While United is dealing with the PR nightmare related to Flying Clean, other airlines are also seeking ways to more widely adopt the use of biofuels for its aircrafts include Alaska Airlines, Lufthansa, KLM, Finnair are also on the biofuels bandwagon. Last month even Airbus and Air Canada signed an agreement with BioFuelNet to focus on next generation biofuels for aviation. So the idea of ramping up biofuels exposure could result in a Darwinstic style survival of the fittest and greenest since jet fuel derived from AltAir will cut greenhouse gas emissions by 50% on a lifecycle basis.

 

Could Tesoro become a green jet fuel leader?

 

Valero satisfies roughly 12% of the U.S. jet fuel demand, providing commercial jet fuel to airlines, re-sellers and fixed-base operators according to the company’s website. While Valero has invested in algae-based fuel companies such as Solix Biofuels and Algenol Biofuels, the company has focused increasingly on becoming one the largest ethanol producers in the U.S. The problem is jet fuel is not subject to federal mandates for renewable blending (only gasoline and diesel are) with transportation fuels sold domestically according to Environmental Protection Agency (EPA). This could possibly open the door for Tesoro to play a bigger role in advanced jet fuel production in the future. Tesoro has been expanding its refining capacity and is positioning well to purchase proven renewable fuel feedstock camelina oil from AltAir Fuels (this is the company mentioned in the above mentioned deal with United Airlines and just so happens to be partnering with Tesoro at Tesoro’s Anacortes refinery in the state of Washington).

Tesoro is also partnering with algae-derived crude oil from Sapphire Energy, a company backed by the likes of Bill Gates (through Cascade Investment), Venrock, Arch Venture and The Wellcome Trust. Sapphire’s “green crude” can be refined into jet fuel as well as diesel fuel and gasoline and it seems Tesoro stands ready to come to market more aggressively on using algae to create jet fuel. Of course Sapphire using algae to create oil which can be converted to jet fuel is still at an early stage with only 100 barrels a day of oil capacity but hey, it’s in indication that change is coming to the jet fuel market. It also validates that Sapphire’s technology to be deployed commercially.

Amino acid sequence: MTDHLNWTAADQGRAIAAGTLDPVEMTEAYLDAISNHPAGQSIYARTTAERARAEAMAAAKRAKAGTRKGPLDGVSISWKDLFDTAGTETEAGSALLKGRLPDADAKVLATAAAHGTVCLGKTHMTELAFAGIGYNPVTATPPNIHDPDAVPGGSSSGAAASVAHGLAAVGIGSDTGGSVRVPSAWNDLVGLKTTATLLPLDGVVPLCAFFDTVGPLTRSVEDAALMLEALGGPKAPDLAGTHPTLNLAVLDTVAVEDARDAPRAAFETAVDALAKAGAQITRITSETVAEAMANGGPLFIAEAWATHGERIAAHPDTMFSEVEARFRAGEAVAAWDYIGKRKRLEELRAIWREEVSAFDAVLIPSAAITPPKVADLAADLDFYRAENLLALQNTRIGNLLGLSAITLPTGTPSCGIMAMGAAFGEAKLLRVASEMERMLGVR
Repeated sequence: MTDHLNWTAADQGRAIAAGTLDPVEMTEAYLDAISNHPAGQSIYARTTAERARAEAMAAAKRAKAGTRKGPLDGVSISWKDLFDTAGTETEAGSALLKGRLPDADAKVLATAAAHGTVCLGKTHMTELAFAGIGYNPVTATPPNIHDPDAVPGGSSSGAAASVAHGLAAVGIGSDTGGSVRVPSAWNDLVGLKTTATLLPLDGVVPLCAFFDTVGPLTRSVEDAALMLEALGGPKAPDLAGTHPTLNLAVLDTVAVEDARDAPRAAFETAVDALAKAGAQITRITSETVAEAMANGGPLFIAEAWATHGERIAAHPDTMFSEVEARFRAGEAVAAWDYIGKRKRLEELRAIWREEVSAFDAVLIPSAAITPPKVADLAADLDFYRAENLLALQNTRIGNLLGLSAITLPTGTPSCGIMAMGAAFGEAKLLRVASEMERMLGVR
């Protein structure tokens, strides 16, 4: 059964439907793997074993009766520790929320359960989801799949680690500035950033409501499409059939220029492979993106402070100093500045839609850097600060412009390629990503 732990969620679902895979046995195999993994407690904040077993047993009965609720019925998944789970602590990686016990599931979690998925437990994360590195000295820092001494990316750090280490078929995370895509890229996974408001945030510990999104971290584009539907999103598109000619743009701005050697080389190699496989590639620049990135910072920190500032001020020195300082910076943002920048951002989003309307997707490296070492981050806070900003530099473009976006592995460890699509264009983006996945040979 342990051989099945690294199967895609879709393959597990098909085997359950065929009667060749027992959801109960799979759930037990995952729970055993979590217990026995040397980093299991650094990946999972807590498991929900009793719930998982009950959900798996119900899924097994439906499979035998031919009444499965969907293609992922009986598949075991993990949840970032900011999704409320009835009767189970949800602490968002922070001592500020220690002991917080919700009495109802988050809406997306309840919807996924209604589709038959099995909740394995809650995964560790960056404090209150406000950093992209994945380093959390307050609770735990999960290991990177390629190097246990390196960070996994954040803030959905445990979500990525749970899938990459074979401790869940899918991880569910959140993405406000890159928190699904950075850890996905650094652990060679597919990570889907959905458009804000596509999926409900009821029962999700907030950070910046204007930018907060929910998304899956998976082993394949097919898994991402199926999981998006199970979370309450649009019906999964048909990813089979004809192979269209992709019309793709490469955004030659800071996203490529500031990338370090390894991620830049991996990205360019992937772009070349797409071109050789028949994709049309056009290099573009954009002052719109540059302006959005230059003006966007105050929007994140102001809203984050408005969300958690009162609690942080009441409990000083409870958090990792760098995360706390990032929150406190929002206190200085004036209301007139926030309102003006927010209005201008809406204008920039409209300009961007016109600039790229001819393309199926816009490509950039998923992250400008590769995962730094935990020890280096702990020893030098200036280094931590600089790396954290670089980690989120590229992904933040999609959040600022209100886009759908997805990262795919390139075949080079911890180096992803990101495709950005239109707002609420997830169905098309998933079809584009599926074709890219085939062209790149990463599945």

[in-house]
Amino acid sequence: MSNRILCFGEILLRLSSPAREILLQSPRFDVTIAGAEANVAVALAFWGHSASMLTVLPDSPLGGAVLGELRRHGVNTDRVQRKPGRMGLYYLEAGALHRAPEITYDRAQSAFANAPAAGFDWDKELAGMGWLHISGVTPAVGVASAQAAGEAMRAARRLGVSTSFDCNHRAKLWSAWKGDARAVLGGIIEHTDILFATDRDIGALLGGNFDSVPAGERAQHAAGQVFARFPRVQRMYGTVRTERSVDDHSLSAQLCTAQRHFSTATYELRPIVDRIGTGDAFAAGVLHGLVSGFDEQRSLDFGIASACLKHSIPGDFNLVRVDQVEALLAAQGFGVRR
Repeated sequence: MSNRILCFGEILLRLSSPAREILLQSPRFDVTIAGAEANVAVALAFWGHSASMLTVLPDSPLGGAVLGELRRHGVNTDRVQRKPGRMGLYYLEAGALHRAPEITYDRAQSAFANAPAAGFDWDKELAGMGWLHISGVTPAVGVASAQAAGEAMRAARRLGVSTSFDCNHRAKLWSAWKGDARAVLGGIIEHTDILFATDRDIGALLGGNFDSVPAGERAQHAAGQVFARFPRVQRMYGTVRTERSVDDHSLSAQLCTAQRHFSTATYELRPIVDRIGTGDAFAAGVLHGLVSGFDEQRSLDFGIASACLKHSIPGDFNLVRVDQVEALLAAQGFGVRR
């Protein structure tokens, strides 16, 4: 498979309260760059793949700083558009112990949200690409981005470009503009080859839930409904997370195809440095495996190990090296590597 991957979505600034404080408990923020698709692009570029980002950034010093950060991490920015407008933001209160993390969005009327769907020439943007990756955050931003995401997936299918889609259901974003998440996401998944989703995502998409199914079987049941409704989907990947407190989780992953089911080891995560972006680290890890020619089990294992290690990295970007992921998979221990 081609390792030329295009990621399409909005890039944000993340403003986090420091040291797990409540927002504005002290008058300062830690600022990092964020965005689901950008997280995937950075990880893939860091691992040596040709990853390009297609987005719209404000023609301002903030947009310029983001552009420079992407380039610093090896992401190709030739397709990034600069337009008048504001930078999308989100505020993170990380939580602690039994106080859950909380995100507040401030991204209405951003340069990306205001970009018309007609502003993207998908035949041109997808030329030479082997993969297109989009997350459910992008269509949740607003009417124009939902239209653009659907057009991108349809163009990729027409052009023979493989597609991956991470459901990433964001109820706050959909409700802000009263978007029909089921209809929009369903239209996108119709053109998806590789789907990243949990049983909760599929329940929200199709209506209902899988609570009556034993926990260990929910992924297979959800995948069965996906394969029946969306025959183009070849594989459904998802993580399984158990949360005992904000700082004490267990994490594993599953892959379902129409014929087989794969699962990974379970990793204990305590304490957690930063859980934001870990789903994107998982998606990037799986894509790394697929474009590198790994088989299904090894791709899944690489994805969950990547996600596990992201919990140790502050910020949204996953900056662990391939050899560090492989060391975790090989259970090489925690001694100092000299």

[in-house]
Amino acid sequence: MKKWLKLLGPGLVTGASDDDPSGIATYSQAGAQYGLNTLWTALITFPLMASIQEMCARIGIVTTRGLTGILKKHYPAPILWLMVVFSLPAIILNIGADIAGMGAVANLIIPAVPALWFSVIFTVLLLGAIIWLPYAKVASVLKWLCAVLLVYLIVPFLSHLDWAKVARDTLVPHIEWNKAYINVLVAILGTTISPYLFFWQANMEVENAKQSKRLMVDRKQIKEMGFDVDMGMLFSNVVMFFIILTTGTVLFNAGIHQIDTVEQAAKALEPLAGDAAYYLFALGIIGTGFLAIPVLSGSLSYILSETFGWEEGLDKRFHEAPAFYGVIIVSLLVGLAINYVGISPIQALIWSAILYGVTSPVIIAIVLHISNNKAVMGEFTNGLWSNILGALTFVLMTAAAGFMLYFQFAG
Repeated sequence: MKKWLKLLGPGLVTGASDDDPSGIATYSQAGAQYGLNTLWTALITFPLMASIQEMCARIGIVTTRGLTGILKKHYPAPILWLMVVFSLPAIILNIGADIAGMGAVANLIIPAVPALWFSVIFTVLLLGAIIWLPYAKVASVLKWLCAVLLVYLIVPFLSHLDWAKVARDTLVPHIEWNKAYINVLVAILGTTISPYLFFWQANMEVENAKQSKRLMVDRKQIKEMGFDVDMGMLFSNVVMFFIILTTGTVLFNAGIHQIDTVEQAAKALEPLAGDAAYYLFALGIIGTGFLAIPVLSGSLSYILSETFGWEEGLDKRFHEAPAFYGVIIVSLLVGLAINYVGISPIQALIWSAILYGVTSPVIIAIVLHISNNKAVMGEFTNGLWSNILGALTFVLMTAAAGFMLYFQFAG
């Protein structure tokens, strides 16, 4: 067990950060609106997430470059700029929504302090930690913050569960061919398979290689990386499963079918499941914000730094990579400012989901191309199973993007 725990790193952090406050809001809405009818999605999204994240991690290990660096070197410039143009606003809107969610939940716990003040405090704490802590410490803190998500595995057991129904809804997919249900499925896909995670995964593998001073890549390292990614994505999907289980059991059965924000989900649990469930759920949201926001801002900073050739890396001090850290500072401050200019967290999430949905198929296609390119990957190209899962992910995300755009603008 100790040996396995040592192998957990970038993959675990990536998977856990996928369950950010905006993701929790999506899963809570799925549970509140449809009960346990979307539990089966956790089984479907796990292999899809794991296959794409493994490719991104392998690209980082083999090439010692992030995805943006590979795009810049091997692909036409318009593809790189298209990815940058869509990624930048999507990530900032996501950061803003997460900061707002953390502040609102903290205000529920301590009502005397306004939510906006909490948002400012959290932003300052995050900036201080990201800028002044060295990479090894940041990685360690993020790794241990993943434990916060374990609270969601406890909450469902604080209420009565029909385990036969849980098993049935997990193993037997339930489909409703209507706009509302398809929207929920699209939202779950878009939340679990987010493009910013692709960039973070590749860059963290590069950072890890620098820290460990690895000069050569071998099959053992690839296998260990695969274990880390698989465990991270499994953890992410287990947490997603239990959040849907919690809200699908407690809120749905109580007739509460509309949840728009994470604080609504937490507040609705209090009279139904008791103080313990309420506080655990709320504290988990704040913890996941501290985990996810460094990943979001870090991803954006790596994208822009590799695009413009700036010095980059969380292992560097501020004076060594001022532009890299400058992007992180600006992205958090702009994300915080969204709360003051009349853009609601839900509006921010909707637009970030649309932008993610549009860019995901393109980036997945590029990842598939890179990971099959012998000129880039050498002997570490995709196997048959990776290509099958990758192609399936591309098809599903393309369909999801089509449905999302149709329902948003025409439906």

Tesoro counts aviation fuels as one of its largest commercial marketing business (heavy fuels are the other major segment for the company) thus saying management should keep their heads in the clouds maybe isn’t such a bad thing. Judging by the growing number of airlines interested in cleaner fuels, it will be a big issue for other refiners that don’t follow Tesoro’s lead and look to find ways to fuel the friendly and soon-to-be “cleaner” skies.

By John Licata – Blue Phoenix

Comments

  • AMT

    To say that Delta’s purchase of the Trainer refinery is short-term victory shows a lack of understanding of how close biofuels are to commercial viability. Even when we do eventually get to the point where biofuels in commercial aviation are a common everyday occurance many years down the road, they will still only be a 50/50 mixture with conventional jet fuel. Delta is going to benefit from the Trainer refinery purchase for the next 30 years; not exactly what I would call a short-term victory.

  • Seb

    When we say United agreed to purchase 15mgal of advanced biofuels over 3yrs
    Do we speak of already blended fuel? In that case, what is the blend level? What is the quantity of biofuel (strictly speaking) purchased?
    Or do we speak about 15mgal of biofuel then to be blended with conventional jet fuel.